Re: [css3-layout] shorthand for slot construction

Tab Atkins Jr. wrote:
> On Sun, Oct 18, 2009 at 10:21 AM, Stephen Hay <> wrote:
>> Let's say for the sake of argument that you need that level of detail
>> ;) The idea comes from css3-grid, where e.g.:
>> body { grid-columns: * * (0.5in * *)[2];
> If you need that level of detail you probably want to actually express
> it explicitly; at least, that's how it seems to me.
> Yeah, CSS3 Grid allows repeats, but it's addressing a different
> problem.  In many cases with grids you explicitly have a repeating
> grid, and so saying that outright is useful and clearer than writing
> it out longhand.  I don't think Template will be used for quite the
> same thing.
>>> ...oh.  Wait.  ::looks up the current draft::  Full support for flex
>>> units doesn't appear to exist in the current draft for whatever
>>> reason.
>>> Now, in this particular instance, since all of the lengths are flexes,
>>> you can replace them with %s (use "83.3% 8.3% 8.3%").  But that's not
>>> possible if one of the columns (often the spacer column in your
>>> example) is an absolute length.  (Well, you could use relatively
>>> complex calc() hacking, like "calc((100% - 2em) * 10 / 11)", but let's
>>> not be silly.)
>> We'd rather keep using floats, I suspect.
> Nod.  Or other technologies, like Grid.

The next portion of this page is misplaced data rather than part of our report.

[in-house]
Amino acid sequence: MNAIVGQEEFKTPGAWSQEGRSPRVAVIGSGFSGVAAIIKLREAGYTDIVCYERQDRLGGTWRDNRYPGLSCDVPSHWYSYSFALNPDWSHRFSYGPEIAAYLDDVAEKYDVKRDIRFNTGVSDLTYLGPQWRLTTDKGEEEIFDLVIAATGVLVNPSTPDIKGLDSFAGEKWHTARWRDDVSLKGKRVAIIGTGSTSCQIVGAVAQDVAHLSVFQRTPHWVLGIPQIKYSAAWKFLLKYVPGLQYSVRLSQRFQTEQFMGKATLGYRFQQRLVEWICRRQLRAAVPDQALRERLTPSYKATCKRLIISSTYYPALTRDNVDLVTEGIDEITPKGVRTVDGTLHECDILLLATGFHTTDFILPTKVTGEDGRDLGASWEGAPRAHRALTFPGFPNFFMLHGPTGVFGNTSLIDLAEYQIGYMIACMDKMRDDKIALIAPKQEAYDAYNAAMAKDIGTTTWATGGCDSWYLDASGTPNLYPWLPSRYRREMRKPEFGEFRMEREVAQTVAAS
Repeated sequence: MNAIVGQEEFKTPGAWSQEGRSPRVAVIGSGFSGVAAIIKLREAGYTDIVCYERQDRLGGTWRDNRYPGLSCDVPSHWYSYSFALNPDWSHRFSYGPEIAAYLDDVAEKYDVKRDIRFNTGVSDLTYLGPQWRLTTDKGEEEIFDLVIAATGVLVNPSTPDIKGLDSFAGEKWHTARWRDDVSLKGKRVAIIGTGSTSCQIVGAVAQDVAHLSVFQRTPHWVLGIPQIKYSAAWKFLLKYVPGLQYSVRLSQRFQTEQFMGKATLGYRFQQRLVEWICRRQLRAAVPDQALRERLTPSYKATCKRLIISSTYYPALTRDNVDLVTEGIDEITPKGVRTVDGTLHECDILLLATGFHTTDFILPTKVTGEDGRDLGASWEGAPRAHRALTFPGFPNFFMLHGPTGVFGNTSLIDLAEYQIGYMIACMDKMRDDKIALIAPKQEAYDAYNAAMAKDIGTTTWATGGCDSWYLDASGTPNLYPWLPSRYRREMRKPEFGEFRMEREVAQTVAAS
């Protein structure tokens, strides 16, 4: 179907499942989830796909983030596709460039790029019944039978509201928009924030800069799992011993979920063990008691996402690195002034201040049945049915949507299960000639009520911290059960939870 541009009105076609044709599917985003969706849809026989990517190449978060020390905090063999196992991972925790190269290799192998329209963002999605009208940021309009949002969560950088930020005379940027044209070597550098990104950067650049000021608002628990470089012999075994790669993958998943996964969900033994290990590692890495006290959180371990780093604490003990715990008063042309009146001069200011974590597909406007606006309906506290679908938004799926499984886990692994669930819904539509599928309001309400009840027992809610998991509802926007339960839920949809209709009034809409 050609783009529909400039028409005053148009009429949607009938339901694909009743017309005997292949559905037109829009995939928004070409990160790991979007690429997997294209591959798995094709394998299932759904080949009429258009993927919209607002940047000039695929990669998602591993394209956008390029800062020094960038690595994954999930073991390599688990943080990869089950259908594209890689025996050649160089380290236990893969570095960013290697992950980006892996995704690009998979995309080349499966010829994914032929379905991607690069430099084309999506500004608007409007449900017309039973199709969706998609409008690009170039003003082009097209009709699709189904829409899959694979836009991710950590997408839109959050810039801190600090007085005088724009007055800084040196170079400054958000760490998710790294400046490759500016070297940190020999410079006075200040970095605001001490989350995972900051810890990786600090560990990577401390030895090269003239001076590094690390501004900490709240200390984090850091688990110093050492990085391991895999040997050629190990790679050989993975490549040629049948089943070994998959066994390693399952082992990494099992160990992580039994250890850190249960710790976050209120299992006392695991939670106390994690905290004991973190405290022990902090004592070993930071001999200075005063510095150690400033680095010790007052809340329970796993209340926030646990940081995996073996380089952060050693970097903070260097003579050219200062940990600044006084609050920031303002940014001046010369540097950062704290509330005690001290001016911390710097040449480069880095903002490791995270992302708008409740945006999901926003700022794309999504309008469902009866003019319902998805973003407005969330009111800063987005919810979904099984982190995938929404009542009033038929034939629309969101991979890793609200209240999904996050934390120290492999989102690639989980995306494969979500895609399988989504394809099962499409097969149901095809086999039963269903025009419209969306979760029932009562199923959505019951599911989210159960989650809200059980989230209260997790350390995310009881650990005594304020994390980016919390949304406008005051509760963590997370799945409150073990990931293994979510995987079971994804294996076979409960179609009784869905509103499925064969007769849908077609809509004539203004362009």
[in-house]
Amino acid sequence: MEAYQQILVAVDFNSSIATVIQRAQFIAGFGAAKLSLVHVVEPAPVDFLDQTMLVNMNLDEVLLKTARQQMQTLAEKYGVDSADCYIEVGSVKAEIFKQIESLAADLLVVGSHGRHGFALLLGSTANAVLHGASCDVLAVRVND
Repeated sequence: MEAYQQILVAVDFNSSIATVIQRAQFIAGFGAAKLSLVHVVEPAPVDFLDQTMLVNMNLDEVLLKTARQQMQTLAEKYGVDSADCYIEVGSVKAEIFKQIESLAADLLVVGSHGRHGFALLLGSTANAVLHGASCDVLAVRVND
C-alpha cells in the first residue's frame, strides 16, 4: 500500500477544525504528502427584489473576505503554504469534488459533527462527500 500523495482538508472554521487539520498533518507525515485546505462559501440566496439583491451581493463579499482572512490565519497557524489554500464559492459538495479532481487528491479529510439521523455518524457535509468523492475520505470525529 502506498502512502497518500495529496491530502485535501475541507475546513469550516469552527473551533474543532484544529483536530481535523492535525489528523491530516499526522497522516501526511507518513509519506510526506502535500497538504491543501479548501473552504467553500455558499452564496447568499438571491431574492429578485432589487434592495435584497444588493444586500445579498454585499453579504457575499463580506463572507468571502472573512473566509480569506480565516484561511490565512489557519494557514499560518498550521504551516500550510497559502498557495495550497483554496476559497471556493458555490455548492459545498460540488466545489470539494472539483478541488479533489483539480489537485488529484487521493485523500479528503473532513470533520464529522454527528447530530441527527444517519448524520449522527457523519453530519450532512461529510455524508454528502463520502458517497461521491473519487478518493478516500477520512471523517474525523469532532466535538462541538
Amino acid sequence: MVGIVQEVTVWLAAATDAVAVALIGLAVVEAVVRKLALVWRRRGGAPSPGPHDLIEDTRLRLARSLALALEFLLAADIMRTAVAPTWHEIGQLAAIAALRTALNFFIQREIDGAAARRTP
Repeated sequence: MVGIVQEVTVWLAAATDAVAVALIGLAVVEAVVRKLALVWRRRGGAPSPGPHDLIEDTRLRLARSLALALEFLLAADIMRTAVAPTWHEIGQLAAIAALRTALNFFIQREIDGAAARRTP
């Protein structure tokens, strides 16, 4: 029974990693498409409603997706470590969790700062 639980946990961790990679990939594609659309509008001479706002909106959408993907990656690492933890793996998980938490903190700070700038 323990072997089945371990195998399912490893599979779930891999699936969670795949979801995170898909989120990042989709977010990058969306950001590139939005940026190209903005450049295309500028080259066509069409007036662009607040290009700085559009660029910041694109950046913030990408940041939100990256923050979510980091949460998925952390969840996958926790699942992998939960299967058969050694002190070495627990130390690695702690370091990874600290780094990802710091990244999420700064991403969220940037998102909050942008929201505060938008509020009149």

>>> So I think this problem really boils down to just "Template Layout
>>> needs to support proper flex units".
>> Would that mean incorporating more of flexbox module into template
>> layout? I assume the idea is to end up with one general layout module?
> Not necessarily.  Flexbox does have a box-flexibility property, but
> the idea of flex units is more generally useful.  I forget now what
> module it's in, but Hakon defined flex units as "fractional" units
> (using fr as the unit indicator) in one of the modules he edits.  We
> can just reuse that.
> (I doubt that a general layout module would be very useful.  Different
> approaches are best for solving different layout problems, especially
> when you have such a focus on simplicity of authoring as CSS.  Generic
> approaches are generally substantially more complex.)

Are you speaking about this: ?

And about "body { grid-columns: * * (0.5in * *)[2];" in templates...

width/min-width/max-width defined on involved elements are more
convenient for such layouts.

.col2 { width:*; min-width:10px; max-width:50%; }
will make .col2 flexible with boundary constraints.

In any case having one more place of defining element dimensions (that 
grid-columns thing) will create logical conflicts with existing box
module and width/height [+min/max]
attributes defined there.

> ~TJ

Andrew Fedoniouk.

Received on Sunday, 18 October 2009 17:42:53 UTC